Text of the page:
- 15 Sets of criminal law legislative and policy reform recommendations created by ICCLR, helping to inform 34 reform measures over the course of the project
- Produced 20 volumes (50,000 copies) of research-based legal reform recommendations and legal training materials
- Organized and delivered over 200 seminars, lectures, workshops, conferences, and study tours
- Increased capacity of China’s criminal justice system to prosecute embezzlement and bribery cases
- These activities reached over 10,000 Chinese officials, judges, prosecutors, police and correction officers, lawyers, legal aid workers, professors and students
(2005 – 2017)
The United Nations Office on Drugs and Crime commissions and published handbooks for the assistance of the Member States of the United Nations. Over the past 14 years ICCLR Associates have supported the UNODC in this work authoring and contributing to:
- UNODC Handbook for Prison Leaders (V. Chin, R.E. Brown, Y. Dandurand, and E. McAskill, 2010)
- UNODC Handbook on Criminal Justice Reform in Post-Conflict States (Y. Dandurand)
- UNODC handbook on Criminal Justice Responses to Terrorism (Y. Dandurand, 2009)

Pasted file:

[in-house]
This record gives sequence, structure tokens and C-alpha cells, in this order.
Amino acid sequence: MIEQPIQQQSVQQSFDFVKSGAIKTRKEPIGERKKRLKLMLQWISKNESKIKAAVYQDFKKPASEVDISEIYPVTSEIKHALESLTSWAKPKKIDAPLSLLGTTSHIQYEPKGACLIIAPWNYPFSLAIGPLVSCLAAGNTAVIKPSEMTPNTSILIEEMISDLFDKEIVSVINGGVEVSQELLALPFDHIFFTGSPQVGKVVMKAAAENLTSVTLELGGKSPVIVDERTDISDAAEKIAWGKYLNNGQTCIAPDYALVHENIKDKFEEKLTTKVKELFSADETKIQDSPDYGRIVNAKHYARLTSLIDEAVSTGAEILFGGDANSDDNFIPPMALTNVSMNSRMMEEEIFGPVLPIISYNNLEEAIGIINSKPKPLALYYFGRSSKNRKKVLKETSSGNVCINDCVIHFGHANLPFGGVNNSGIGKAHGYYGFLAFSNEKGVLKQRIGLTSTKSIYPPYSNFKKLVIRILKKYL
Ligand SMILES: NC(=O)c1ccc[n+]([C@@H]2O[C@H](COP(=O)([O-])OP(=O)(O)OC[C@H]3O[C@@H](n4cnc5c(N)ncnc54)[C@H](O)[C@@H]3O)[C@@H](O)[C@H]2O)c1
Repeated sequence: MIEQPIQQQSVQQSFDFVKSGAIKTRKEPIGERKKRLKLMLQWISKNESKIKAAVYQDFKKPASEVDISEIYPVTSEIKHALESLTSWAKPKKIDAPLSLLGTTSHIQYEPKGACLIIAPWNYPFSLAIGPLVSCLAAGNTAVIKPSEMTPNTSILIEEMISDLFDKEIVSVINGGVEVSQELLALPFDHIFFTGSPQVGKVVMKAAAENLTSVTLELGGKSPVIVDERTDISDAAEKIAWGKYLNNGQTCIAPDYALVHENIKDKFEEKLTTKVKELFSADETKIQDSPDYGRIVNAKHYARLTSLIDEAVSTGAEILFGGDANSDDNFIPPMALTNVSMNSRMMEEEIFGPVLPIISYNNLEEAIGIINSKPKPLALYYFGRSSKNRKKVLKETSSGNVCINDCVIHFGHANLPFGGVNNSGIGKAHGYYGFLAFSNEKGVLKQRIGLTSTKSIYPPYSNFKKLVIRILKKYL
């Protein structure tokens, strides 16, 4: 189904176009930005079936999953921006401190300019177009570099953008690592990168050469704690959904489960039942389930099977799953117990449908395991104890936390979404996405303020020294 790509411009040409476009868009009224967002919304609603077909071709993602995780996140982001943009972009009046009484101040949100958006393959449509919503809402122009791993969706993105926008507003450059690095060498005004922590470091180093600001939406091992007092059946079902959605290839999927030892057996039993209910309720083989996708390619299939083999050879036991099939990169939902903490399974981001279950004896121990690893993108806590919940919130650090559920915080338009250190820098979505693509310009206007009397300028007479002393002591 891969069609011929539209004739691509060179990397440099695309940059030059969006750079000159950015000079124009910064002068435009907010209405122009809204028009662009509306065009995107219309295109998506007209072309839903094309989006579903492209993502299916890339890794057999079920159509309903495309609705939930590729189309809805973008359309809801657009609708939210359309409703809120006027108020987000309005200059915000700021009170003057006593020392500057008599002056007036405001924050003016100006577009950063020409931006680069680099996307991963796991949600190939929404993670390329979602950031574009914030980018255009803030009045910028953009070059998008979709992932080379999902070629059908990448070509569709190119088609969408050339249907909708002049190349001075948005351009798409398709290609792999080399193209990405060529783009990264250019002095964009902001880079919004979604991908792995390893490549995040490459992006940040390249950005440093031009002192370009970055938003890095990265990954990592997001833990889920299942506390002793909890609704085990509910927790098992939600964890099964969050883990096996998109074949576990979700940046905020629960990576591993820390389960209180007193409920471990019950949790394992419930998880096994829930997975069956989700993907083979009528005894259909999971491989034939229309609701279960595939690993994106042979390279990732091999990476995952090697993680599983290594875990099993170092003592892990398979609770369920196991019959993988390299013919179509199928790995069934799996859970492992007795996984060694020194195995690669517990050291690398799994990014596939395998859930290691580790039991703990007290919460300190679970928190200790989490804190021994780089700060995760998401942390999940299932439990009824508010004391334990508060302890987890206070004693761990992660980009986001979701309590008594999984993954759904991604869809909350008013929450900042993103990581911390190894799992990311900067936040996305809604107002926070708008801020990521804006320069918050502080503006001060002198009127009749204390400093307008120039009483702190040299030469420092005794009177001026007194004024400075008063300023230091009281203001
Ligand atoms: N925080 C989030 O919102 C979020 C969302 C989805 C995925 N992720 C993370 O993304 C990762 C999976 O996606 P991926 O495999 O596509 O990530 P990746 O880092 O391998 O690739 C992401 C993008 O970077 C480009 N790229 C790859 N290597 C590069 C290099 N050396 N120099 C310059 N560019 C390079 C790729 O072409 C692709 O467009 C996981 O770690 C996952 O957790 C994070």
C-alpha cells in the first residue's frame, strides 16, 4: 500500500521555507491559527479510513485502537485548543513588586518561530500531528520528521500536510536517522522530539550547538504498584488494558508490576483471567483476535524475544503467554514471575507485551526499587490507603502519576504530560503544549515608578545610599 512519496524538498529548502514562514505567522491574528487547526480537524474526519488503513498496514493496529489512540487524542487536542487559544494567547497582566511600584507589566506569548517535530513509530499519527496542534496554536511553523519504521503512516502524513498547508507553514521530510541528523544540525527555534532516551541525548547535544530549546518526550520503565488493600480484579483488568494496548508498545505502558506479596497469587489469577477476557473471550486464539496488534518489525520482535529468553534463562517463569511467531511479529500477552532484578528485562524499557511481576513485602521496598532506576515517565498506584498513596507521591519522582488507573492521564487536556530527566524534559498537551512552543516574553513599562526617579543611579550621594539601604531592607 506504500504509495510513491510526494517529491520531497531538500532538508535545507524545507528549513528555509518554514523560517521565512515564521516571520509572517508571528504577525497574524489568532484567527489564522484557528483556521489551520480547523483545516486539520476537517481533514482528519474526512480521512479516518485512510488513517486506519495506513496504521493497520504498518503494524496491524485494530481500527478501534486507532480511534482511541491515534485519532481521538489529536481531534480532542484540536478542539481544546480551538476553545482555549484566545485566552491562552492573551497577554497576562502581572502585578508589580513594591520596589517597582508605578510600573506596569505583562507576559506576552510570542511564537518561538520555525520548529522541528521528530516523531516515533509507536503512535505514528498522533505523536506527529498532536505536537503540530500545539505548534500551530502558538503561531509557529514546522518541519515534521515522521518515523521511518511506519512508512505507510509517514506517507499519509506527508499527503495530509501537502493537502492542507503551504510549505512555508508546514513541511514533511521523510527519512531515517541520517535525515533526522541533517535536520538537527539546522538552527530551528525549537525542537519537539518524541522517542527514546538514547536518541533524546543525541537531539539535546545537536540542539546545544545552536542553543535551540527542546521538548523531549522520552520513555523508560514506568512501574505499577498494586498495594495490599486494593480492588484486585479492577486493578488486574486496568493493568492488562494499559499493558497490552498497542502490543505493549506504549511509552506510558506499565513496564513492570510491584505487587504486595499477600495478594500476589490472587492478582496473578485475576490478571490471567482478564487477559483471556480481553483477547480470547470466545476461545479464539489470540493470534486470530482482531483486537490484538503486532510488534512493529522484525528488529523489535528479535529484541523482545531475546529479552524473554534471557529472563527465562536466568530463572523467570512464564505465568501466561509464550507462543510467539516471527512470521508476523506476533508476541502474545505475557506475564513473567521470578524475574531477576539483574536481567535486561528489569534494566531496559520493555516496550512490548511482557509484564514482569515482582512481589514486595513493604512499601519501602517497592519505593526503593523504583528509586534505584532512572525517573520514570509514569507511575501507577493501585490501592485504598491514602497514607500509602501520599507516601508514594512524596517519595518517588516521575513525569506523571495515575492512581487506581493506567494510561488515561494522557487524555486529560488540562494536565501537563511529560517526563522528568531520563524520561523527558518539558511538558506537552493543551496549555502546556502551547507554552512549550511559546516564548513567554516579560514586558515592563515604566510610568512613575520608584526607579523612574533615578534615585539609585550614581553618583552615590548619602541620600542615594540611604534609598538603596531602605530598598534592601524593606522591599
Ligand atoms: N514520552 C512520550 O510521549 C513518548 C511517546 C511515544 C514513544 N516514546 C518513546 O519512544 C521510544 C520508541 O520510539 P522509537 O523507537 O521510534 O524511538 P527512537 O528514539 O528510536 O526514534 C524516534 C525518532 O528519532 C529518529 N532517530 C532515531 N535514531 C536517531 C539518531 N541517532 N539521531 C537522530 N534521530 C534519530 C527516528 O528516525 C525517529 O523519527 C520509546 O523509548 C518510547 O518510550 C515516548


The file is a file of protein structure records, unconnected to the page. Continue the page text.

- UNODC Handbook on Effective Responses to Violence Against Women and Girls (E. Skinnider, 2013)
- UNODC Handbook on Restorative Justice (Y. Dandurand and C.T. Griffiths, 2006)
- UNODC Handbook on the Prevention of Recidivism and the Social Reintegration of Offenders (V. Chin, and Y. Dandurand, 2012, and 2018 Update)
- UNODC Handbook on the Use of Force and Firearms in Policing (R. Montgomery, 2017)
Supporting the UN Convention Against Transnational Organized Crime (UNTOC)
(2001 – 2018)
The UN General Assembly adopted the UNTOC in 2000. Its purpose is to promote cooperation and prevent and combat transnational organized crime more effectively. ICCLR has engaged in many projects to support UNTOC in the past 18 years.
- ICCLR assisted in the development of the “Legislative Guide for the Implementation of the United Nations Convention Against Transnational Organized Crime” which has been published by the UNODC and translated into 6 languages
- ICCLR Associates developed a set of draft reporting guidelines for the UNTOC
- ICCLR developed an Omnibus survey to facilitate reporting by the States Parties to the convention
- ICCLR developed a report outlining the options for creating a review mechanism for the UNTOC, and a review mechanism was adopted by the States Parties in 2018
Department of Justice Canada | Website
Global Affairs Canada | Website
Public Safety Canada | Website
International Society for the Reform of Criminal Law | Website
Ministry of the Attorney General of British Columbia | Website
Simon Fraser University | Website
United Nations Office on Drugs and Crime | Website
University of British Columbia | Website
Through its affiliation with the United Nations, ICCLR is one of 18 institutes in the United Nations Crime Prevention and Criminal Justice Programme, which are often called upon by Member states in various Resolutions to carry out its work. As a body with vast collective expertise and strength, the institutes meet regularly to coordinate their efforts and often undertake or support joint programme activities.